11 Most Endangered Historic Places

Little Manila

Year Listed: 2003
Location: Stockton , California
Threat: Public Policy, Development, Road Construction

Medium-sized image unavailable for this photo.
The last of Little Manila

Credit: Little Manila Foundation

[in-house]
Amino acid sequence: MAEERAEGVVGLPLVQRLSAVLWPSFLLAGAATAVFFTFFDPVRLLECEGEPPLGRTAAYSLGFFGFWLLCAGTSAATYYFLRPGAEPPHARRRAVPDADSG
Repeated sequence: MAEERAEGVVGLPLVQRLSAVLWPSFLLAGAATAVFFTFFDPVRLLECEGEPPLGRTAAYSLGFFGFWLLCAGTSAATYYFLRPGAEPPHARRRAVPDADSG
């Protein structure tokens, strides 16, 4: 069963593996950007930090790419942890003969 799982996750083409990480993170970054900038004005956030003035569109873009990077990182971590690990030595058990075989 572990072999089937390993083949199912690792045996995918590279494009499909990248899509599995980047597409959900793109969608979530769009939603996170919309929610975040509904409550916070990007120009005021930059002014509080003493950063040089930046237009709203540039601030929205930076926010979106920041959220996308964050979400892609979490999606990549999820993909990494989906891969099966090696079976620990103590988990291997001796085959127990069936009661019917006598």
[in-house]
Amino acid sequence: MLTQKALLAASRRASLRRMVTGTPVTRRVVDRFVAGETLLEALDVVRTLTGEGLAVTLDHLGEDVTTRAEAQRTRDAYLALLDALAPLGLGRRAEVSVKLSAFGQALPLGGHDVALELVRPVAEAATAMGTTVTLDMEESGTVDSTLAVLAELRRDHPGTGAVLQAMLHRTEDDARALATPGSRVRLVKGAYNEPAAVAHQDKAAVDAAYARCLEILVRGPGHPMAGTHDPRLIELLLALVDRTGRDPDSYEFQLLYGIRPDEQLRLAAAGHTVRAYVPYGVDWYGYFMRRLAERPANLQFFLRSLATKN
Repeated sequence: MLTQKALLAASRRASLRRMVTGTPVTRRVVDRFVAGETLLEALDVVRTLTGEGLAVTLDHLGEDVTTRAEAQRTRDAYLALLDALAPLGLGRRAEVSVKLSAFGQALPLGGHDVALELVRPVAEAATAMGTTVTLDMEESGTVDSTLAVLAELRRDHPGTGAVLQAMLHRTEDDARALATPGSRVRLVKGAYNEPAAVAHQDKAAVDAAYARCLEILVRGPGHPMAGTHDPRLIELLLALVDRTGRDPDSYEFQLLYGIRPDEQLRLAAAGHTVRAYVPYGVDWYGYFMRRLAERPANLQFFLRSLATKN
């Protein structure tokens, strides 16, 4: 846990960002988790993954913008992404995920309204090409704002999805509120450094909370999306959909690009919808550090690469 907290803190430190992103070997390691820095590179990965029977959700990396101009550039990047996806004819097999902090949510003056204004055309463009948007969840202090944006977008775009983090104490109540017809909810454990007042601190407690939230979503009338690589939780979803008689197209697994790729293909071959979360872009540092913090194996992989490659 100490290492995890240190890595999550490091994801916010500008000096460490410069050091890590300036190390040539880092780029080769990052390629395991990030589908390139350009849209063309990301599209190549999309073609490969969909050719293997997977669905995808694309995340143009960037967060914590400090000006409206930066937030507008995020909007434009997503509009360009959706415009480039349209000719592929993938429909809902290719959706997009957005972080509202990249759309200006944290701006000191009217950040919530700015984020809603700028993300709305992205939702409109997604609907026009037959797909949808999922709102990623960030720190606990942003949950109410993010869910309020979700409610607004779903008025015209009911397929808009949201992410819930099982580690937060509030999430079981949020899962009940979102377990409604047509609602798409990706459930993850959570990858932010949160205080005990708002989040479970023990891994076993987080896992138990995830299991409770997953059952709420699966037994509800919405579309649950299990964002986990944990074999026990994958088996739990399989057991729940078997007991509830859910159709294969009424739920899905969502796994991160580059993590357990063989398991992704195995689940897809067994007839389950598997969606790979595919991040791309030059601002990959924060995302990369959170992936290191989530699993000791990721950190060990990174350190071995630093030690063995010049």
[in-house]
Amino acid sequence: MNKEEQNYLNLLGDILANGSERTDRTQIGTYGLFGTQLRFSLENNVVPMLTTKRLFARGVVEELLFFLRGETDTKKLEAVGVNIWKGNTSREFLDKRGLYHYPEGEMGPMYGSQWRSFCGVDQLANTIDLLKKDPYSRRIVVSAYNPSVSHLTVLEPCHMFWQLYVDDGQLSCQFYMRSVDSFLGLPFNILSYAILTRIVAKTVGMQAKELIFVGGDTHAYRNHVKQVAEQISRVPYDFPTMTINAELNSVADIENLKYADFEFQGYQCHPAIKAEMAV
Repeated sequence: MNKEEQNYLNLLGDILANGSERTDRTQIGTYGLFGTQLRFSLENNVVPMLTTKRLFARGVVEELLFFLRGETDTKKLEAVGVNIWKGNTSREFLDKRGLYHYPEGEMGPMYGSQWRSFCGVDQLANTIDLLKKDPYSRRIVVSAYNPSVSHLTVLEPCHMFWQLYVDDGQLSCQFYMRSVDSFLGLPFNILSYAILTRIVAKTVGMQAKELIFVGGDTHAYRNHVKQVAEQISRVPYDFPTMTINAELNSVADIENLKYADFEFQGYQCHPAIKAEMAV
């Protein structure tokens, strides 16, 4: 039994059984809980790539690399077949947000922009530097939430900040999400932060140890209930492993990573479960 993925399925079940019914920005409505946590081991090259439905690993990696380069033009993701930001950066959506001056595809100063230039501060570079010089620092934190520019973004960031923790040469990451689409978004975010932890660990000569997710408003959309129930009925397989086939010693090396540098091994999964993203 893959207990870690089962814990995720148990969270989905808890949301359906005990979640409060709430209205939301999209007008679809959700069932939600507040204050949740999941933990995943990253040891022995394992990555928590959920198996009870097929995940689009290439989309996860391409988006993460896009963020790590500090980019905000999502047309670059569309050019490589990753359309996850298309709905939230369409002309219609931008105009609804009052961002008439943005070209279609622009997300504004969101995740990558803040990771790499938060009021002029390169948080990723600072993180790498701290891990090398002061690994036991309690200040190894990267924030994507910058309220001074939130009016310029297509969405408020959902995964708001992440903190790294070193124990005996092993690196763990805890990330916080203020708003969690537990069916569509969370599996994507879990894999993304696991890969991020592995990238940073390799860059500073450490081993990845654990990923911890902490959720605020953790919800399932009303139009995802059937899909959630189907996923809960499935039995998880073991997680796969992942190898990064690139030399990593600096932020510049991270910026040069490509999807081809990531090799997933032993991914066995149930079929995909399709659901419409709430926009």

Pushed by poverty and pulled by the lure of agricultural jobs, tens of thousands of Filipinos migrated to the United States and settled in California's San Joaquin Valley in the early 20th century. By 1946, Stockton became home to the largest Filipino community in the U.S., and a compact area of downtown known as Little Manila was alive with restaurants, stores, labor unions, and social organizations that provided services and a sense of community to immigrants isolated by intense segregation. In the 1950s and 1960s, city redevelopment and interstate highway construction devastated the physical and social fabric of Little Manila. Although preservation advocates spurred the City of Stockton to declare Little Manila a local Historic Site in 2000, by that time only three original buildings: the Mariposa Hotel, the Rizal Social Club, and the Filipino Recreation Center, and a strong sense of memory and ownership among the local Filipino community remained.